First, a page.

American Heart Association, Coalition partners to continue fight for public health
AUSTIN, Texas – A comprehensive bill to ban smoking in all indoor workplaces may be dead for the 81st Texas legislative session, but officials of Smoke Free Texas vow the fight to protect public health will continue.
On behalf of Smoke Free Texas, a coalition of public health organizations, the American Heart Association has placed a billboard within the Texas Capitol’s shadow at 3rd and Congress. The billboard reminds lawmakers that according to a recent poll funded by the Robert Wood Johnson Foundation and the American Heart Association, 68% of Texans still support prohibiting smoking in all indoor work and public places, including restaurants and bars.
Senate Bill 544, authored by Sen. Rodney Ellis (D-Houston) passed through the Health and Human Services Committee, but Tuesday fell just short of the two-thirds vote needed to garner a full hearing in the Texas Senate. HB 5, authored by Rep. Myra Crownover (R-Denton) was also passed out of committee but the House was awaiting Senate action first. Similar legislation also failed to pass in the Texas Legislature last session.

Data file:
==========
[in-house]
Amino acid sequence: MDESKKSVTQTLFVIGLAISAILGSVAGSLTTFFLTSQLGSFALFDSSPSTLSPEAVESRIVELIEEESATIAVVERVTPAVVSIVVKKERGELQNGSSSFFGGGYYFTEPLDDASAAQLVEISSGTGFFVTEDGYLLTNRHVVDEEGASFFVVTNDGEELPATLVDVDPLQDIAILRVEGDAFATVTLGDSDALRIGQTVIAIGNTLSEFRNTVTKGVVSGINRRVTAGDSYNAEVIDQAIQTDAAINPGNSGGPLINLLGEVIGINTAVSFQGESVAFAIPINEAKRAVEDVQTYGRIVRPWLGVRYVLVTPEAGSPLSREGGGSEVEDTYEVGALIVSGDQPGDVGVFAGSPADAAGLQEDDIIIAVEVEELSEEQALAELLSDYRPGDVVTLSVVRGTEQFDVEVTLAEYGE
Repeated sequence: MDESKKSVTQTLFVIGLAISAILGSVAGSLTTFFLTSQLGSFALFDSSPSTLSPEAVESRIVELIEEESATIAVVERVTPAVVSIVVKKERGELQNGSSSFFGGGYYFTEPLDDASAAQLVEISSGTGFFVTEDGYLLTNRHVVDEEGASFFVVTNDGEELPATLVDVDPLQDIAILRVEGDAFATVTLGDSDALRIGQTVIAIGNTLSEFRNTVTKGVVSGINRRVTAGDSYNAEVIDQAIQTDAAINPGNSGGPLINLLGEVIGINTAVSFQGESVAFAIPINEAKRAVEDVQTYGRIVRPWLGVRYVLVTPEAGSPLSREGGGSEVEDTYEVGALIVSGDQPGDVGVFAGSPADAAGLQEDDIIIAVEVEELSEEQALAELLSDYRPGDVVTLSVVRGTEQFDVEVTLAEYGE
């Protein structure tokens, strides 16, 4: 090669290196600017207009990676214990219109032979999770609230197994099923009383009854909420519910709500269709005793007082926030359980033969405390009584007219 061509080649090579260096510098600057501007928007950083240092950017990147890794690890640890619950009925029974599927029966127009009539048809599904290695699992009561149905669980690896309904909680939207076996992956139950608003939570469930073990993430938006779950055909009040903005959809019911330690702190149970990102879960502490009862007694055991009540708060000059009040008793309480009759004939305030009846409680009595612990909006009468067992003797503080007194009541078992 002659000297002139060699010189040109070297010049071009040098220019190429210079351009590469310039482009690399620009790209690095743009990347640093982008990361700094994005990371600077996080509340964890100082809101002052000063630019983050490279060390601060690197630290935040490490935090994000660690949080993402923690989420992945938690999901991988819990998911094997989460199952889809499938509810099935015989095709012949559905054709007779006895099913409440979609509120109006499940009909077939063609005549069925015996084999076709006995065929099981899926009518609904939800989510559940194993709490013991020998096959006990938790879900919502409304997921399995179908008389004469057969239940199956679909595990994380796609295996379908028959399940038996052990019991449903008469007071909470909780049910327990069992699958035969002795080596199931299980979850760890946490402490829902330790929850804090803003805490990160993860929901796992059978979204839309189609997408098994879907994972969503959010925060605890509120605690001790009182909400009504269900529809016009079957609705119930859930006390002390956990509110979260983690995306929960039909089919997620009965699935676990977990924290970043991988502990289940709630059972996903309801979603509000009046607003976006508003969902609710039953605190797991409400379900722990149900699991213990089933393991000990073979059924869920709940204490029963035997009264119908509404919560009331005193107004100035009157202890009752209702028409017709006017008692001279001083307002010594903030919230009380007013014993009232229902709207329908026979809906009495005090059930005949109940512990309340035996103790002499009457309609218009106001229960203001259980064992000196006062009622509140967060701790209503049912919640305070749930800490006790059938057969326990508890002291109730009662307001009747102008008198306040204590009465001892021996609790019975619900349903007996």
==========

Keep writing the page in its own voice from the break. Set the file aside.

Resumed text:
Ellis and Crownover said they are likely to introduce the measure again during the next legislative session in two years. And American Heart Association officials say the billboard will serve as a reminder to lawmakers that there is unfinished business when the session ends later this month.
“The fight for smoke-free air is over for this session, but our commitment to the health of Texans isn’t,” said Joel Romo, Regional VP of Advocacy for the American Heart Association South Central Affiliate. “We will continue to work with local communities across the state to expand upon the nearly 30 that have passed comprehensive ordinances to prohibit dangerous secondhand smoke.”
“And in 2011, we will again ask our state leaders to step up to the plate and put Texas into the league of smoke-free states, soon to be 27 strong,” Romo said.
Last week, state lawmakers in Wisconsin and North Carolina passed smoke-free legislation, and the Governors in both states have indicated they will sign the bills into law.
Secondhand smoke kills 53,000 non-smoking Americans annually and is a known cause of heart disease, lung cancer, low birth weight, chronic lung ailments and other health problems. A 2006 report by the U.S. Surgeon General – the most comprehensive scientific report ever produced on the health impact of secondhand smoke – concluded that there is no risk-free level of exposure to secondhand smoke.